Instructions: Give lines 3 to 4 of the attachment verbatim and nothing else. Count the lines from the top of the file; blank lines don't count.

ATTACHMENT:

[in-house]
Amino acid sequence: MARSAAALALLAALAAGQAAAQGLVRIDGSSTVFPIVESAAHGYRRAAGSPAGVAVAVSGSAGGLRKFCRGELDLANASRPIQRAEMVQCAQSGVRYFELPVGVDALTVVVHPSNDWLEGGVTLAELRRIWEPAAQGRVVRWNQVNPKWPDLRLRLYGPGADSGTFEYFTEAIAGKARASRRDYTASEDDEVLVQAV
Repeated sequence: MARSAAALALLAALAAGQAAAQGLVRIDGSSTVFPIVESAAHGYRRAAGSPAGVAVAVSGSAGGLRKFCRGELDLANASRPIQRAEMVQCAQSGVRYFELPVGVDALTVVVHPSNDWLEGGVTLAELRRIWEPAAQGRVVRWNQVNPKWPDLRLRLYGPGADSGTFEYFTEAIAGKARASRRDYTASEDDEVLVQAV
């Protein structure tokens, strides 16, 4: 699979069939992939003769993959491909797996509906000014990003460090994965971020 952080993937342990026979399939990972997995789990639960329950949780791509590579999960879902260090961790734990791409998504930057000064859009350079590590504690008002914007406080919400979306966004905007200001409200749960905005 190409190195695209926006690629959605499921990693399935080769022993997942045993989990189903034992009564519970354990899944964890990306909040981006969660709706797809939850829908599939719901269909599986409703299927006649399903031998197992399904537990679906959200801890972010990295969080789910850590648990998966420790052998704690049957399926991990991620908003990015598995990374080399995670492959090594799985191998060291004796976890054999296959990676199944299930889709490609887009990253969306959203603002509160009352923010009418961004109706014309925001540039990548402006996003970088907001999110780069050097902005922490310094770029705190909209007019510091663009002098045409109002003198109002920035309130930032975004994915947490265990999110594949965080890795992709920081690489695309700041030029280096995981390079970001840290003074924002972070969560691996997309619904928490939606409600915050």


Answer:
Repeated sequence: MARSAAALALLAALAAGQAAAQGLVRIDGSSTVFPIVESAAHGYRRAAGSPAGVAVAVSGSAGGLRKFCRGELDLANASRPIQRAEMVQCAQSGVRYFELPVGVDALTVVVHPSNDWLEGGVTLAELRRIWEPAAQGRVVRWNQVNPKWPDLRLRLYGPGADSGTFEYFTEAIAGKARASRRDYTASEDDEVLVQAV
């Protein structure tokens, strides 16, 4: 699979069939992939003769993959491909797996509906000014990003460090994965971020 952080993937342990026979399939990972997995789990639960329950949780791509590579999960879902260090961790734990791409998504930057000064859009350079590590504690008002914007406080919400979306966004905007200001409200749960905005 190409190195695209926006690629959605499921990693399935080769022993997942045993989990189903034992009564519970354990899944964890990306909040981006969660709706797809939850829908599939719901269909599986409703299927006649399903031998197992399904537990679906959200801890972010990295969080789910850590648990998966420790052998704690049957399926991990991620908003990015598995990374080399995670492959090594799985191998060291004796976890054999296959990676199944299930889709490609887009990253969306959203603002509160009352923010009418961004109706014309925001540039990548402006996003970088907001999110780069050097902005922490310094770029705190909209007019510091663009002098045409109002003198109002920035309130930032975004994915947490265990999110594949965080890795992709920081690489695309700041030029280096995981390079970001840290003074924002972070969560691996997309619904928490939606409600915050």